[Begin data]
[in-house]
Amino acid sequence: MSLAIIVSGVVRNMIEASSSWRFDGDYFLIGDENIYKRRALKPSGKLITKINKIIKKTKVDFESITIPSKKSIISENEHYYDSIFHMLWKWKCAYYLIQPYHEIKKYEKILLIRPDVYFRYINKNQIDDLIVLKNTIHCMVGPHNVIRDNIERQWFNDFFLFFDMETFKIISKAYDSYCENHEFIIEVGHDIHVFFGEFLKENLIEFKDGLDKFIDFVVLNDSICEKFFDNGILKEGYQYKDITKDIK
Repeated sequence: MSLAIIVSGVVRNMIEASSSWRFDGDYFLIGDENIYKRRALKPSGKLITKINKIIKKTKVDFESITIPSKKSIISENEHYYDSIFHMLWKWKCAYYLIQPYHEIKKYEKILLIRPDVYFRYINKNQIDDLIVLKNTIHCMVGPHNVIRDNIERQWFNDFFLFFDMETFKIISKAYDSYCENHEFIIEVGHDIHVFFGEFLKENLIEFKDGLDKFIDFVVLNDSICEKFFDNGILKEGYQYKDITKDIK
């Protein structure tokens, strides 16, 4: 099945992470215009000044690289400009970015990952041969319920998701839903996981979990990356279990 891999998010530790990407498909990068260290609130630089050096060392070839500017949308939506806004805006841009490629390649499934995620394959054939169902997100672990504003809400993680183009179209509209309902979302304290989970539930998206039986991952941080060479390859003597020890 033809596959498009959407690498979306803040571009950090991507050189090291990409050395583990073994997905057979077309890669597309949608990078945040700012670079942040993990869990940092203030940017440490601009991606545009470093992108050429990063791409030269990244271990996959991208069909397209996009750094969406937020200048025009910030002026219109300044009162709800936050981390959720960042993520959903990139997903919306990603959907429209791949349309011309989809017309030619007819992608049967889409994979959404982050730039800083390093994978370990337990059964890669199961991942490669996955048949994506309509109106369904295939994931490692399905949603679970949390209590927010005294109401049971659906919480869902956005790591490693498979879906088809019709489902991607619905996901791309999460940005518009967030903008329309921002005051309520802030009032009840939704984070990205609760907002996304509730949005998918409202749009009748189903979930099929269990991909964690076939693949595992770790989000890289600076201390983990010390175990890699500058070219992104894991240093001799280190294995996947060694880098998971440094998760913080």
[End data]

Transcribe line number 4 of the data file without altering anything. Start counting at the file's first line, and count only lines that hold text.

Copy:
């Protein structure tokens, strides 16, 4: 099945992470215009000044690289400009970015990952041969319920998701839903996981979990990356279990 891999998010530790990407498909990068260290609130630089050096060392070839500017949308939506806004805006841009490629390649499934995620394959054939169902997100672990504003809400993680183009179209509209309902979302304290989970539930998206039986991952941080060479390859003597020890 033809596959498009959407690498979306803040571009950090991507050189090291990409050395583990073994997905057979077309890669597309949608990078945040700012670079942040993990869990940092203030940017440490601009991606545009470093992108050429990063791409030269990244271990996959991208069909397209996009750094969406937020200048025009910030002026219109300044009162709800936050981390959720960042993520959903990139997903919306990603959907429209791949349309011309989809017309030619007819992608049967889409994979959404982050730039800083390093994978370990337990059964890669199961991942490669996955048949994506309509109106369904295939994931490692399905949603679970949390209590927010005294109401049971659906919480869902956005790591490693498979879906088809019709489902991607619905996901791309999460940005518009967030903008329309921002005051309520802030009032009840939704984070990205609760907002996304509730949005998918409202749009009748189903979930099929269990991909964690076939693949595992770790989000890289600076201390983990010390175990890699500058070219992104894991240093001799280190294995996947060694880098998971440094998760913080």